Why Connectivity is Becoming Critical?

At least in urban areas of the US, connectivity is available nearly everywhere. It’s hard to imagine checking wireless availability and not seeing several providers available. Odds are that you can actually connect to at least one of them. Time Warner Cable, Cox, Comcast, and Verizon have all made inroads in many U.S. cities, practically blanketing them with access points. And now the 800 pound gorilla in the tech game, Google, is laying its own fiber network to do exactly the same thing — provide high-speed wireless access to the masses of people that are demanding it.

And, estimates are projecting demand will continue to grow — very rapidly. Several different sources say that not only will at least a third of all digital content will be stored in the cloud by 2016, and practically everyone will be using web-based applications full-time by 2020. Expenditures on cloud computing will reach, if not exceed $241 billion in the same year. That’s going to place a great demand on existing infrastructure, thus necessitating more, more, and more again in order to support the sheer volume of data traffic. And, let us not forget the growing demand for VoIP services.

High speed, reliable memory is very cheap these days. Given this, and the fact that it’s so easy connecting to the net in order to save or retrieve data, it’s not going to be terribly surprising if disk based systems become obsolete in the near future. They’ll be replaced with tablets, phablets and smartphones with high-capacity internal storage. If external storage is required, there are plenty of external cloud storage options available, including Box, FileZilla or DropBox (among many others). Some of these are free for a certain amount of storage; others cost a few dollars a month, but the upshot of it is that your data is stored safely off of your device in case something should happen to it.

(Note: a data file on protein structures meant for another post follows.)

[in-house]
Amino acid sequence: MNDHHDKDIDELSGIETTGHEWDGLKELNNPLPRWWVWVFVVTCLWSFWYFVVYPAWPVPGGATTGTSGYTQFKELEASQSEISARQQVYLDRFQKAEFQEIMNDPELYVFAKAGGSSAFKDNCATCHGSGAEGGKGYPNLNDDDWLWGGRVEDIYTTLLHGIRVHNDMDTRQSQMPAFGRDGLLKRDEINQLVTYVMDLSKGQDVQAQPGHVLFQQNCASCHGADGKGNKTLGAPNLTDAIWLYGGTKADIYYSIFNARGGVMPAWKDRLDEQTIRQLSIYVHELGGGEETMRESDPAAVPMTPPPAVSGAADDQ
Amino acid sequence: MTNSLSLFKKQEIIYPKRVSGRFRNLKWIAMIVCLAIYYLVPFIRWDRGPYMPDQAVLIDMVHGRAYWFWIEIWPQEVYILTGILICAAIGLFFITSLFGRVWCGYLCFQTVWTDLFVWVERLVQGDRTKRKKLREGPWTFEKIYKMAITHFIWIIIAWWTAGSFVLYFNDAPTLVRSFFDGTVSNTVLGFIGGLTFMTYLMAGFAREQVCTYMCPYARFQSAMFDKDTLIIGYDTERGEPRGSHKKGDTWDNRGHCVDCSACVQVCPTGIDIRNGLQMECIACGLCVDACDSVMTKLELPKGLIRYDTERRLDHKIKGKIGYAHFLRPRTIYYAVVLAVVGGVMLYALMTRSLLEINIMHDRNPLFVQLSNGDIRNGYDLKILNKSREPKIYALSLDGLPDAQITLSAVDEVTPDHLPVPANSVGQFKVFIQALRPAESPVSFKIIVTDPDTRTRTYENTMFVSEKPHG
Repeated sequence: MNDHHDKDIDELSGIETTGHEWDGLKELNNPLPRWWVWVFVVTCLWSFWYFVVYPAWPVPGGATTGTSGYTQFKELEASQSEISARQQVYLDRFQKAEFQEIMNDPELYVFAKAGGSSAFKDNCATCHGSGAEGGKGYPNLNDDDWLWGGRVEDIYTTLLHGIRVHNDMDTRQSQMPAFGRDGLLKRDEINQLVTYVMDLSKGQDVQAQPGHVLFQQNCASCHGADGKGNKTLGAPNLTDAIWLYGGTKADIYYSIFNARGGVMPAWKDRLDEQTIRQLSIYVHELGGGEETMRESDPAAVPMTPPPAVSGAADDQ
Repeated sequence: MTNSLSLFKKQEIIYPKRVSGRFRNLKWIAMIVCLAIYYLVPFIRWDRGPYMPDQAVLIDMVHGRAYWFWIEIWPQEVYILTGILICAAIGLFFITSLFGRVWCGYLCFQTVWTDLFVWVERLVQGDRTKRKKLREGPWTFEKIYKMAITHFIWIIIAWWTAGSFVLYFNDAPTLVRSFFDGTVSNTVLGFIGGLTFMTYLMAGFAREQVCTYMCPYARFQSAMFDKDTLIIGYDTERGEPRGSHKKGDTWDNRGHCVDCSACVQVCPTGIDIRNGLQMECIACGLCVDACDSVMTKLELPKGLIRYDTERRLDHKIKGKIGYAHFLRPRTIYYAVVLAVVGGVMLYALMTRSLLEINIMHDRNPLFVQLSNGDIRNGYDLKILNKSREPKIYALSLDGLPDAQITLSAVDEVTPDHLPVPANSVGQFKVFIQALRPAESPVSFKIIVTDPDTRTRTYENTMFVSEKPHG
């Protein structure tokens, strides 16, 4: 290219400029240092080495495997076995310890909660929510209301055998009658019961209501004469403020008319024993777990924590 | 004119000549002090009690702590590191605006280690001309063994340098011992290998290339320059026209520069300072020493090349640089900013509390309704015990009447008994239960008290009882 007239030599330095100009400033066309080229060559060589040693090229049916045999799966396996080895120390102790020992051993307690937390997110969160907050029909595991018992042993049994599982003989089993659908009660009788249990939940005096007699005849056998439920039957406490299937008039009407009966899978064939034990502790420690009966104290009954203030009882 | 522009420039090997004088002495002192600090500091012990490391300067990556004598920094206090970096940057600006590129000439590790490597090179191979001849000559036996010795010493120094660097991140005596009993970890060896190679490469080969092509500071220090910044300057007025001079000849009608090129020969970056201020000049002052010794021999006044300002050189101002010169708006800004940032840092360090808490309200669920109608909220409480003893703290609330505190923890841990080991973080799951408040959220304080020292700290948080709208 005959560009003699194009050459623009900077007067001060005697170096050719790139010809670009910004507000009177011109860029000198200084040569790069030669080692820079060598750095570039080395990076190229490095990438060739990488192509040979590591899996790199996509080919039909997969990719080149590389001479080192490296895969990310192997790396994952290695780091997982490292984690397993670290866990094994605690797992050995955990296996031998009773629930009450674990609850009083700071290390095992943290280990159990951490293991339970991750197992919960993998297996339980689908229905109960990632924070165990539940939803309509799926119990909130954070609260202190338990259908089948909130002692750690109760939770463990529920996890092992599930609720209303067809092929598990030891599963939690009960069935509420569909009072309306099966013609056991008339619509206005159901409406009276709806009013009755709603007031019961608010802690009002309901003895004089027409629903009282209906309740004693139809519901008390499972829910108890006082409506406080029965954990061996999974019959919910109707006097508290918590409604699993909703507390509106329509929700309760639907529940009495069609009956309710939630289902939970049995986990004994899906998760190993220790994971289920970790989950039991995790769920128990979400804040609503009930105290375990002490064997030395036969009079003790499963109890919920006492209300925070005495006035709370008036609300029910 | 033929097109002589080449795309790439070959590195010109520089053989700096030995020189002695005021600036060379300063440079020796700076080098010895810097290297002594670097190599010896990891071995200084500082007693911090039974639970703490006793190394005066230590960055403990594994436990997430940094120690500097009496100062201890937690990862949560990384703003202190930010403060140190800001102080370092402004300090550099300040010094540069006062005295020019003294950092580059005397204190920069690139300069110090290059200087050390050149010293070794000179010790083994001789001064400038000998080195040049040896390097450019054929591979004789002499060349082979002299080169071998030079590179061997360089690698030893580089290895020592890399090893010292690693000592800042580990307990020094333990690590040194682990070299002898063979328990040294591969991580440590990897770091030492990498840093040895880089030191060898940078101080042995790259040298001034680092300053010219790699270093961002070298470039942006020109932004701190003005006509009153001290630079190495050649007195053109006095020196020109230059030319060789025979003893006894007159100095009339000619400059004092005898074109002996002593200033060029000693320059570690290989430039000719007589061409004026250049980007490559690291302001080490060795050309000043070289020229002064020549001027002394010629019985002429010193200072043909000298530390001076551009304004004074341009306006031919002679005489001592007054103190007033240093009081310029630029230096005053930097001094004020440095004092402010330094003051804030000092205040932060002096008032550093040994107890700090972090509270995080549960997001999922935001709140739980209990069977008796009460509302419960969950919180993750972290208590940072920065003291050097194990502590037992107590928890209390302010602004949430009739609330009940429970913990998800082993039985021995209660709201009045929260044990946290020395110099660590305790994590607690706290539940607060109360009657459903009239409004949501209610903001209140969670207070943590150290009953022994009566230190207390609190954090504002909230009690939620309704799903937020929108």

But if you do use this cloud based storage, then you’ll need some infrastructure to access it. When you’re about to make your presentation for that million-dollar project, the last thing you want to see is the NO SIGNAL warning on your tablet, telling you that you’re completely in the lurch because your proposal files are in the cloud, and you have no access to them.

This is why the serious players will ensure that they have reliable and high speed connectivity at all times. Not only will they have a good fiber optic solution up to the front door, for example, but they’ll also have a wireless 4G system on standby in case the primary system goes down.

As any network administrator knows, a network is only as strong as its weakest link, and this axiom illustrates the need for redundant connections. It’s most helpful to have a wireless connection as your backup, for this reason — most redundancy solutions use the the same wired medium to connect to the alternate ISP, and therefore the same path. When something untoward happens to that path, both connections are then affected.

Verizon, AT&T, Sprint and T-Mobile provide 4G LTE wireless systems, though, that can be used as a reliable backup. In certain areas of the U.S., WiMAX service is a viable competitor to 4G; this service is provided by companies such as Clear, Comcast, Tranzeo and AT&T. When using one of these wireless services to back up your primary data service, there should be a seamless transition between the two, if everything is configured properly.

So with these thoughts in mind, anyone with a hand in regional government would be well-advised to consider applying some of that money marked for roads, shopping centers and the like, and apply it to data infrastructure instead. Communications highways are just as important these days — and what’s that saying? Build it, and they will come!

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